Piai Raya/Laut (Malay)
clump of frensThese ferns are among the few that can tolerate
saline soil and grows in the back mangroves. But they cannot
tolerate flooding. Besides brackish water, it also grows in
freshwater swamps and marshes.
Main features: Grows in huge clumps, up to 2m tall.
Leaves: Large (up to 2m long), once pinnate. Rhizomes and leaf
stalk bases are covered with scales. young leaf tips
Flowers and fruit: Like other ferns, do not produce flowers or
fruits. They reproduce through spores that appear at the tips of the
fronds, on the undersides.
World distribution: Pantropical.
Classification: Family Pteridaceae. World 3 mangrove species.
young leaf tip The young leaves are reddish. When older fronds
become fertile, the underside of the leaflets at the tip becomes
covered with red-brown sporangia.
spore bearing leaflets
Uses: The young shoots can be eaten raw as a salad or cooked (Malay,
India, Sri Lanka). The leaves are also used as cattle feed. Older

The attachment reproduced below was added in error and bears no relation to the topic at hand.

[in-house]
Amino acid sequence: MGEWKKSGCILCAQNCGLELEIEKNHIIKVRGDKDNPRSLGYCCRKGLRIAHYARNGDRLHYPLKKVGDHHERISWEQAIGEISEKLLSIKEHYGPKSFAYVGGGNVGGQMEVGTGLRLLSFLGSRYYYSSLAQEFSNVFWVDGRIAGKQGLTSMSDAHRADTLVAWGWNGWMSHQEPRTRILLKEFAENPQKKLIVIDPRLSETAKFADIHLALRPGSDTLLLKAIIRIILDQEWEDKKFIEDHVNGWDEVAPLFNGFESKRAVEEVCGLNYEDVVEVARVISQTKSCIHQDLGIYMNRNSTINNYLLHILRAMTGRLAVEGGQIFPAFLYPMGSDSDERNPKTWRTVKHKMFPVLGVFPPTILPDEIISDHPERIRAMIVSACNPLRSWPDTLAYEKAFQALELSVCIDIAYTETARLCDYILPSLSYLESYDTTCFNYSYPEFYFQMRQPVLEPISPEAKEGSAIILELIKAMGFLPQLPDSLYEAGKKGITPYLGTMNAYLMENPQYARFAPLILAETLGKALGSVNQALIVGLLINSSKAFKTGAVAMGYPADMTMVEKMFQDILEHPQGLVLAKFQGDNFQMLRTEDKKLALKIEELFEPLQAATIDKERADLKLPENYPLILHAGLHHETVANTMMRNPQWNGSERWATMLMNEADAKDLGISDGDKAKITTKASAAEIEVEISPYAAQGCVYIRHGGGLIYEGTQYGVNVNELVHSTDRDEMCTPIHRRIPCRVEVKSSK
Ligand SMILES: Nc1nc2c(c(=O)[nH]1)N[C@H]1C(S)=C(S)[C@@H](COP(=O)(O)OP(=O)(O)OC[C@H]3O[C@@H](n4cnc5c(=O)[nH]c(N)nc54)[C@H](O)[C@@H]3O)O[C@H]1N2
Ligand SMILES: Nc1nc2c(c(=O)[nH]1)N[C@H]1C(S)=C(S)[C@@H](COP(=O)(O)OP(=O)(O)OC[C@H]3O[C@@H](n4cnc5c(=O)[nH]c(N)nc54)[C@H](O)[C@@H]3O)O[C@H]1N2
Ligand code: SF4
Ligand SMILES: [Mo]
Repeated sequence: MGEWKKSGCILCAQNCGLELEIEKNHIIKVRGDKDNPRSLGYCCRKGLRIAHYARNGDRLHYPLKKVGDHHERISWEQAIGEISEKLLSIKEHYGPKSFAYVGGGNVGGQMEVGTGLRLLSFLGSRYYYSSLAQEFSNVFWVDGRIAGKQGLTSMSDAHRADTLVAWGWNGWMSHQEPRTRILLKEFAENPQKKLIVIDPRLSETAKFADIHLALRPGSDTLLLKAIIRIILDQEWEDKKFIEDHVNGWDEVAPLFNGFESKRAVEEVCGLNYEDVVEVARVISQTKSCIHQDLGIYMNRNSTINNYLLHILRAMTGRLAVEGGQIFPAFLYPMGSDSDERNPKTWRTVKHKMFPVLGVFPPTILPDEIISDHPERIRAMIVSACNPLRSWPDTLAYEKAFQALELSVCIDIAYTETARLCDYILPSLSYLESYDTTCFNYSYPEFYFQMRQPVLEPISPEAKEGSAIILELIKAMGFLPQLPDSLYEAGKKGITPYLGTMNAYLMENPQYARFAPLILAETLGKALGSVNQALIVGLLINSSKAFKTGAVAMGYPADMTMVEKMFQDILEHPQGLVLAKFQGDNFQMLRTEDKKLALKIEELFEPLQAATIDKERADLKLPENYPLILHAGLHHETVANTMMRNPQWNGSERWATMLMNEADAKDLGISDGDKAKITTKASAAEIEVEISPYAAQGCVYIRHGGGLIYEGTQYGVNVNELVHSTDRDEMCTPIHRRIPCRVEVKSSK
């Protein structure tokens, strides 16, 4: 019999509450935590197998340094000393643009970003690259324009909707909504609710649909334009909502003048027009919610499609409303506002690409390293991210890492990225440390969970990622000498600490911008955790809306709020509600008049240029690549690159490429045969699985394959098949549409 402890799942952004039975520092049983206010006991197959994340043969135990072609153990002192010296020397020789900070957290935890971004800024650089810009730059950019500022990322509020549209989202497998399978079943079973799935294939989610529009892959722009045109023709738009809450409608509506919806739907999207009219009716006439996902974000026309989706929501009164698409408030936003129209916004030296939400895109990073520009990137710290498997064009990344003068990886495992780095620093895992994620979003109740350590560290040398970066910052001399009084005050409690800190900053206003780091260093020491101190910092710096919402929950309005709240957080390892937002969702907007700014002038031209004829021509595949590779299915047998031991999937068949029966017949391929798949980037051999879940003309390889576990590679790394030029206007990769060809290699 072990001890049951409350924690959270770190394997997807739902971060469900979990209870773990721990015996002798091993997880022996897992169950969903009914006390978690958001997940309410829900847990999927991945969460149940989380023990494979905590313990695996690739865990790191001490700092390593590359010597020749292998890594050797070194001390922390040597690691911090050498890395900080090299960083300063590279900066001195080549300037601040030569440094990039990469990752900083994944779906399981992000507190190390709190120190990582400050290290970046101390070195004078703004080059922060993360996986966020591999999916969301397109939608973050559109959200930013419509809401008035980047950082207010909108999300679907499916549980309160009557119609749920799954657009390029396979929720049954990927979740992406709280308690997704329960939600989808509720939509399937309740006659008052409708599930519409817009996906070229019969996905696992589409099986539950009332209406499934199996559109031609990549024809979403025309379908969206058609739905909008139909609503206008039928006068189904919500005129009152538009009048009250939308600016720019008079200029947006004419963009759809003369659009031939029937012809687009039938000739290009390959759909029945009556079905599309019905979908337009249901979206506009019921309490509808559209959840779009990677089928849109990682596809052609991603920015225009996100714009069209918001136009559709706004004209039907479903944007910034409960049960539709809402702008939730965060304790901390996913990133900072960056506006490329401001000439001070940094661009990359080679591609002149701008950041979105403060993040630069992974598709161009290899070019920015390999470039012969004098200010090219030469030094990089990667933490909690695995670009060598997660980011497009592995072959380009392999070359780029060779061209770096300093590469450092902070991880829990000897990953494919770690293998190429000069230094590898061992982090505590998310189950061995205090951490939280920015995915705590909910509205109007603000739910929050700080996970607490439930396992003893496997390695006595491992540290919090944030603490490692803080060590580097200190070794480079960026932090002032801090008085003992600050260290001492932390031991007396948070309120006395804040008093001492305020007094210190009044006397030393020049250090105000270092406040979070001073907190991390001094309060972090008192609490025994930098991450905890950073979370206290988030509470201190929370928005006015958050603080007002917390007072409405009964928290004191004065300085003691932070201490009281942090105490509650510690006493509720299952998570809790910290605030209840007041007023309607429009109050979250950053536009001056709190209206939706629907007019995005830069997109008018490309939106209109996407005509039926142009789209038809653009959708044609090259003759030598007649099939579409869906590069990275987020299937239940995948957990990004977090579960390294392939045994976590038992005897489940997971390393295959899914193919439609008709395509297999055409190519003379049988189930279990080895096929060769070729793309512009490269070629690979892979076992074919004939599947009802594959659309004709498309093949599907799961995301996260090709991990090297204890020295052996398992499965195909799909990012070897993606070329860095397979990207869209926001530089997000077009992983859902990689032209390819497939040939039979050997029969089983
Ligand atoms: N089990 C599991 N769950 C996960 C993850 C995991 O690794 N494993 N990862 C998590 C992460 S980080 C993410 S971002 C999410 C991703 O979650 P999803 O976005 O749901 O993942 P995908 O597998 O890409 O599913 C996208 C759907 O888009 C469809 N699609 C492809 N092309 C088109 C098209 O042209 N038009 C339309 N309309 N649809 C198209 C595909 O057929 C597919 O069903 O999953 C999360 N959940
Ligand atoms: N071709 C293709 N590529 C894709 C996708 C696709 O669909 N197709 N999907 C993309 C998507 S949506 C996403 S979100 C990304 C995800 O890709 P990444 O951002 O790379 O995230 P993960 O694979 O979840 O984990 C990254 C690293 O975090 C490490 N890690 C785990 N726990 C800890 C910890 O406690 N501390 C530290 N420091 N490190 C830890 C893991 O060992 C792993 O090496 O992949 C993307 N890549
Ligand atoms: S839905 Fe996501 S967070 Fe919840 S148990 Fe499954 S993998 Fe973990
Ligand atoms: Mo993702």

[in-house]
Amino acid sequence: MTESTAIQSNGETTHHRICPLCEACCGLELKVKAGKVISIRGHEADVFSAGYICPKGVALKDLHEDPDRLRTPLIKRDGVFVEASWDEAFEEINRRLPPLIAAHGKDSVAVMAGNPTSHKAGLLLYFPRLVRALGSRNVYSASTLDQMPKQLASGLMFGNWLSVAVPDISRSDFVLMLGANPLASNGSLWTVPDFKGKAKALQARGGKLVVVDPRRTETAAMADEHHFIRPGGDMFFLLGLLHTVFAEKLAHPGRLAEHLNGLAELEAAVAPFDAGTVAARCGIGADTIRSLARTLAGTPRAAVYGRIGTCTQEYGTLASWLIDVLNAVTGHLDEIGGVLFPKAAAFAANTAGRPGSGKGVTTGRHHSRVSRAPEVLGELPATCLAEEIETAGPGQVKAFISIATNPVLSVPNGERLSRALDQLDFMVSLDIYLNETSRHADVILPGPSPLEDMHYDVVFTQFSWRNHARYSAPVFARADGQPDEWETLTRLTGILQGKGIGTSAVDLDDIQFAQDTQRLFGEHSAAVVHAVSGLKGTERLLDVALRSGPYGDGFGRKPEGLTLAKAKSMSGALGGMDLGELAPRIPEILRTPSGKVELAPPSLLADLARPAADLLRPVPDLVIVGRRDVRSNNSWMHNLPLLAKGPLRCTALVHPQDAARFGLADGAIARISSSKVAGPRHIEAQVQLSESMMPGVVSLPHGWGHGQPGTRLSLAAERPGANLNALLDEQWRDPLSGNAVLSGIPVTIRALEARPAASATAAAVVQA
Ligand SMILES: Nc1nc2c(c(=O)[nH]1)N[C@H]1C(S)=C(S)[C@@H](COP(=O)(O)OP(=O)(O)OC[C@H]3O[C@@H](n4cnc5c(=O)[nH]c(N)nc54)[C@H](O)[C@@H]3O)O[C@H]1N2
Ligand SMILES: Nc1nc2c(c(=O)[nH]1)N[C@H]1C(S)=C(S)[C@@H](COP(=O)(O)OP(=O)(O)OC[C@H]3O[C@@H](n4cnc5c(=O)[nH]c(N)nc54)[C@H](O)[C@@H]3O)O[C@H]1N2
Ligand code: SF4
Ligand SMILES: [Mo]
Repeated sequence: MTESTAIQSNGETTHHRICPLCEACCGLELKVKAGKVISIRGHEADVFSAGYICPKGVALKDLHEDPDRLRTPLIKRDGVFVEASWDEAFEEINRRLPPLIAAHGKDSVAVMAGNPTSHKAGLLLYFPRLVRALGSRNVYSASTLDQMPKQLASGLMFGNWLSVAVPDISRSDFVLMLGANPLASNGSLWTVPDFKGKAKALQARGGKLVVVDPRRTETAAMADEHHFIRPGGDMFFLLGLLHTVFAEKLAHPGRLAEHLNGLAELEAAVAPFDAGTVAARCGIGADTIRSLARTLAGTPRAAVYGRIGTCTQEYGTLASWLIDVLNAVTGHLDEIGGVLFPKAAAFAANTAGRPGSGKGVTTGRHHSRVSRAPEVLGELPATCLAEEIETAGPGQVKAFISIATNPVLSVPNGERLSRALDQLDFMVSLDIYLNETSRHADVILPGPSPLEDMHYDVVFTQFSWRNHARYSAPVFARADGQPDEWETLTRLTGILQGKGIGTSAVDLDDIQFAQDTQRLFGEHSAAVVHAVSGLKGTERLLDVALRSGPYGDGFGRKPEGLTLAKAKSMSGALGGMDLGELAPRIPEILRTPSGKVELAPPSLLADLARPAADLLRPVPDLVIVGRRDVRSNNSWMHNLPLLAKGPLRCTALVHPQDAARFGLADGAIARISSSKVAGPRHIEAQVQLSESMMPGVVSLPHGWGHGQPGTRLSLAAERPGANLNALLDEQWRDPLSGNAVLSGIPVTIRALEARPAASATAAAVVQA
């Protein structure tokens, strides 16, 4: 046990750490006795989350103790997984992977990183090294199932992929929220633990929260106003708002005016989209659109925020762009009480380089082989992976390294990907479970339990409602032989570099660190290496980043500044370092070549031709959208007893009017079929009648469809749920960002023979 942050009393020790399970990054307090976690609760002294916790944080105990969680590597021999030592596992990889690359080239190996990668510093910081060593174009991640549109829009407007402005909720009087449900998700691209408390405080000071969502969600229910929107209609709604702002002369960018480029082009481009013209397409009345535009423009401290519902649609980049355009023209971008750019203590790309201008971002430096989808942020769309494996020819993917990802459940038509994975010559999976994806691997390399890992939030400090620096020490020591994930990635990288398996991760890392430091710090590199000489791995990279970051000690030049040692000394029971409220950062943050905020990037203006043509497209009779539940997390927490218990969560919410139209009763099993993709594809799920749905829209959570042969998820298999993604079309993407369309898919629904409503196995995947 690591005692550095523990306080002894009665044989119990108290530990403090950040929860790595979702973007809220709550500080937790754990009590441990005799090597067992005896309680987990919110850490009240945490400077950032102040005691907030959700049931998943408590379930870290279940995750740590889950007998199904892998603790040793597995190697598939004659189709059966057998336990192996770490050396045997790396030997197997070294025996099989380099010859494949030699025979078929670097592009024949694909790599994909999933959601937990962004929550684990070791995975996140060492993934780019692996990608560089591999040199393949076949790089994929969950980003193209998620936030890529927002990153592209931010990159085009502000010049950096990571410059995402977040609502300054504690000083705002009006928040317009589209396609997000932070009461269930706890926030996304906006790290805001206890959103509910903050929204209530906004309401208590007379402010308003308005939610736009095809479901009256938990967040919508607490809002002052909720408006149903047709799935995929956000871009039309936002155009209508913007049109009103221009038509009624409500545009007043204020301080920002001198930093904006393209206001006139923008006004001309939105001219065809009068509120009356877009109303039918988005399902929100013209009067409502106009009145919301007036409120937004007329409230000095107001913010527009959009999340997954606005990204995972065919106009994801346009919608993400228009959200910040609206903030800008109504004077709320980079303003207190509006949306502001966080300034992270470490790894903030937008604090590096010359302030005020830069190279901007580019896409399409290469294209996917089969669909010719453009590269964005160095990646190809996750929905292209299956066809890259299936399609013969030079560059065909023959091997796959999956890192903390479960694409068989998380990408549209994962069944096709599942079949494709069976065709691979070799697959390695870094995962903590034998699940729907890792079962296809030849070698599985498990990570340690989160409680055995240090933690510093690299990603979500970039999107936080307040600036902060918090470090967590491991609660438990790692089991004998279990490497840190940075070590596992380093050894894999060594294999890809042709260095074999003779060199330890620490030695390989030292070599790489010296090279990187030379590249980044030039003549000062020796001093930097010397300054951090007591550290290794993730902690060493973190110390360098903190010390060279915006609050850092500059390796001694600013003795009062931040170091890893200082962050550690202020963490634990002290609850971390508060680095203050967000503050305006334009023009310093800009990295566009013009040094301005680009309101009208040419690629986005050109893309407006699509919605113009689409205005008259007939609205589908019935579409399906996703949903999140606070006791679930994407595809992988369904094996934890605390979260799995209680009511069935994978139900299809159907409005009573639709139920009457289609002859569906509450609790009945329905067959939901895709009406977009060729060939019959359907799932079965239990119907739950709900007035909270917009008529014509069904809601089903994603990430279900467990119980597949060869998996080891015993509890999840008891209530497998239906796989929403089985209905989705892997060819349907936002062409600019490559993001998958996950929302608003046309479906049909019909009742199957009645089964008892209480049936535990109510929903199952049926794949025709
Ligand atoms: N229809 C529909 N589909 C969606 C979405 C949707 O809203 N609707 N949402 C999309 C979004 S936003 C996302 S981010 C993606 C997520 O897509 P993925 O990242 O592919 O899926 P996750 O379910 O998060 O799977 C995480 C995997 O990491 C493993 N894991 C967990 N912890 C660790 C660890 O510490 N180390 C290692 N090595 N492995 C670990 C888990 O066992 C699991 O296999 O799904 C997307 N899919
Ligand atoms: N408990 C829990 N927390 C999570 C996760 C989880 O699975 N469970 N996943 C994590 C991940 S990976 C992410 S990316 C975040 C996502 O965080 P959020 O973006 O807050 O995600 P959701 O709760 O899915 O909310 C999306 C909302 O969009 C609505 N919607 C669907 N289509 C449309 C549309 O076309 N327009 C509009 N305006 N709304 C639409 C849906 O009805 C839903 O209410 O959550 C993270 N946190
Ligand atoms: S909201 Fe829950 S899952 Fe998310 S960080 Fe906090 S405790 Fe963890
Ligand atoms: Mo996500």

leaves when dried are parchment-like and used as fire-resistant roof
thatch (Vietnam and the Pacific). The fibres of old leaves may also
be used to make cord.
Traditional medicinal uses: Rhizomes are pounded into a paste and
used to treat wounds and boils (Malay). Leaves are used to stop
Role in the habitat: Among the first large low-growing plants to
grow on the landward side of the mangrove, the fern provides shade
for other plants and trees to take root. But on cleared mangroves,
it can form impenetrable thickets which prevents other plants from
taking root. Thus it is often considered a weed. For animals, these
thickets provide safety and shelter. Birds such as the Purple Heron
(Ardea purpurea) make their nests in these thickets.